My shoot assignment on the town’s massive kumbento was already done and, early in the morning, at just before 7 AM, I was walking to the market of Lazi for the jeep enroute to Siquijor town and travel back to Dumaguete.
I still haven’t had my breakfast and the rather distant walk from the kumbento where I slept for two nights, lugging my camera gear, clothes and tripod made me hungry.
And there she was, matronly looking, her head wrapped in some headgear, wearing a printed shirt and tending her small table bedecked with plastic containers, some pitchers, bowls and plastic cups and below it were stacked cheap plastic stools. Curious, I approached and when I saw her ware, I smiled. Puto.
Tagpila na Nang (How much is this Ms.?) I asked. Tag baynte. Lima ka puto ug usa ka sikwate (P20: five pieces of puto and a glass of cocoa drink.) She Answered.
When I was still a child, during some mornings, breakfast can consist of puto, glutinous rice steamed and cooked with strips of ginger that is then wrapped in strips of banana leaves which is either eaten with sweet ripe mango, dunked in sugar or swimming in sikwate, chocolate drink made from tablea or ground cocoa seeds. This is another version of puto(rice cake), where in other places is made from ground glutinous rice.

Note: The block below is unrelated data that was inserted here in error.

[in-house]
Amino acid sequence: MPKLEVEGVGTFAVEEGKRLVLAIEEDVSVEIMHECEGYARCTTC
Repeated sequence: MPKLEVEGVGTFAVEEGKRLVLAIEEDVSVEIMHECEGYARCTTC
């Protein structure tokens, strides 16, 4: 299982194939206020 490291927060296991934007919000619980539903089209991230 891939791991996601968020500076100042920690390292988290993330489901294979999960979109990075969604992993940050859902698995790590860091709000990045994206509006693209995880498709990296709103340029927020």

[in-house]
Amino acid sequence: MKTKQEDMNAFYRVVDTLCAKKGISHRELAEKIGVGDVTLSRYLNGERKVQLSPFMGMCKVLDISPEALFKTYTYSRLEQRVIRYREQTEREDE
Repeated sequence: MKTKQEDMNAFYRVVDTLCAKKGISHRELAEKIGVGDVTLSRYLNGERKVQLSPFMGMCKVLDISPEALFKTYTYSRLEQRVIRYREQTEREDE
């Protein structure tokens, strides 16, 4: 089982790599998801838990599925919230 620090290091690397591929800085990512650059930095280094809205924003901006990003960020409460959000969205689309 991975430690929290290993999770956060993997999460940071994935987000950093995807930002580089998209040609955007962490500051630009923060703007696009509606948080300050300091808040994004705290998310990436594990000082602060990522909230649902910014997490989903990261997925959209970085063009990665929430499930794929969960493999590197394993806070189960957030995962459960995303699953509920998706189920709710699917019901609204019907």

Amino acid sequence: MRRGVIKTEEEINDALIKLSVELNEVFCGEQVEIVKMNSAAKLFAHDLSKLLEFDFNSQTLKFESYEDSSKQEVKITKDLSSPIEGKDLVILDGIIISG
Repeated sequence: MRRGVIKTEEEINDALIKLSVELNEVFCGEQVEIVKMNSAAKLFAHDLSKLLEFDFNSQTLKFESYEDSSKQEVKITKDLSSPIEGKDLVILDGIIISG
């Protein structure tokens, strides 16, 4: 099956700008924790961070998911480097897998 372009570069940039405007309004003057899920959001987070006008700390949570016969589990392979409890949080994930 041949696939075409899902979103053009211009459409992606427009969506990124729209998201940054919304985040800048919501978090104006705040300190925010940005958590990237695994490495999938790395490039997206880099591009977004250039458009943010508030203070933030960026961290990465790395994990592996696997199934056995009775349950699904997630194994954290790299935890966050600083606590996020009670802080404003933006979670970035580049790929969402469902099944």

Lumen Lumingkit, 54, has been selling her puto since January of 2012 and has been there daily from 4AM to 9AM, earning P650 per day. She’s not the only vendor around but there are four others found in different areas near the market and main street.
I took my seat, ordered the P20 combo puto with sikwate, savoring its semi sweetness, the semibitterness of the choclate and appreciating the hint of ginger. And I just ate while reminiscing about my childhood in Cebu.